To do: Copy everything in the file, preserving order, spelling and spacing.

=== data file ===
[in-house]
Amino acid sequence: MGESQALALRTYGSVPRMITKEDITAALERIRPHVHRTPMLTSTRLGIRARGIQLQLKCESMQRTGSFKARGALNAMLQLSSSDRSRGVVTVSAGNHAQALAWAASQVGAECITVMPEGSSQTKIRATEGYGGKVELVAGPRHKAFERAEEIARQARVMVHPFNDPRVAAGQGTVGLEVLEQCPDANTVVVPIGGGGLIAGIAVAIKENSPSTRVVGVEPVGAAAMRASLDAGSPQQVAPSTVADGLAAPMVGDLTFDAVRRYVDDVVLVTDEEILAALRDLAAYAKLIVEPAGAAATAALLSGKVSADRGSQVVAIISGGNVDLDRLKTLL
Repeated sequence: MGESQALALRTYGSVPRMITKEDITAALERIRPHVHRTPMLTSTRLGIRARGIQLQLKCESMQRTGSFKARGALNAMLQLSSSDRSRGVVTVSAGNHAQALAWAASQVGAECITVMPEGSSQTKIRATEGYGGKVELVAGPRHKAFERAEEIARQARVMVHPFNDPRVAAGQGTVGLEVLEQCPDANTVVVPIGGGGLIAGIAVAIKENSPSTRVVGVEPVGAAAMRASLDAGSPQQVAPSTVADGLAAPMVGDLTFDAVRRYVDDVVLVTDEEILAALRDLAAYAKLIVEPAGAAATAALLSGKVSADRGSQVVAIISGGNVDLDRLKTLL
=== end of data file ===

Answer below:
[in-house]
Amino acid sequence: MGESQALALRTYGSVPRMITKEDITAALERIRPHVHRTPMLTSTRLGIRARGIQLQLKCESMQRTGSFKARGALNAMLQLSSSDRSRGVVTVSAGNHAQALAWAASQVGAECITVMPEGSSQTKIRATEGYGGKVELVAGPRHKAFERAEEIARQARVMVHPFNDPRVAAGQGTVGLEVLEQCPDANTVVVPIGGGGLIAGIAVAIKENSPSTRVVGVEPVGAAAMRASLDAGSPQQVAPSTVADGLAAPMVGDLTFDAVRRYVDDVVLVTDEEILAALRDLAAYAKLIVEPAGAAATAALLSGKVSADRGSQVVAIISGGNVDLDRLKTLL
Repeated sequence: MGESQALALRTYGSVPRMITKEDITAALERIRPHVHRTPMLTSTRLGIRARGIQLQLKCESMQRTGSFKARGALNAMLQLSSSDRSRGVVTVSAGNHAQALAWAASQVGAECITVMPEGSSQTKIRATEGYGGKVELVAGPRHKAFERAEEIARQARVMVHPFNDPRVAAGQGTVGLEVLEQCPDANTVVVPIGGGGLIAGIAVAIKENSPSTRVVGVEPVGAAAMRASLDAGSPQQVAPSTVADGLAAPMVGDLTFDAVRRYVDDVVLVTDEEILAALRDLAAYAKLIVEPAGAAATAALLSGKVSADRGSQVVAIISGGNVDLDRLKTLL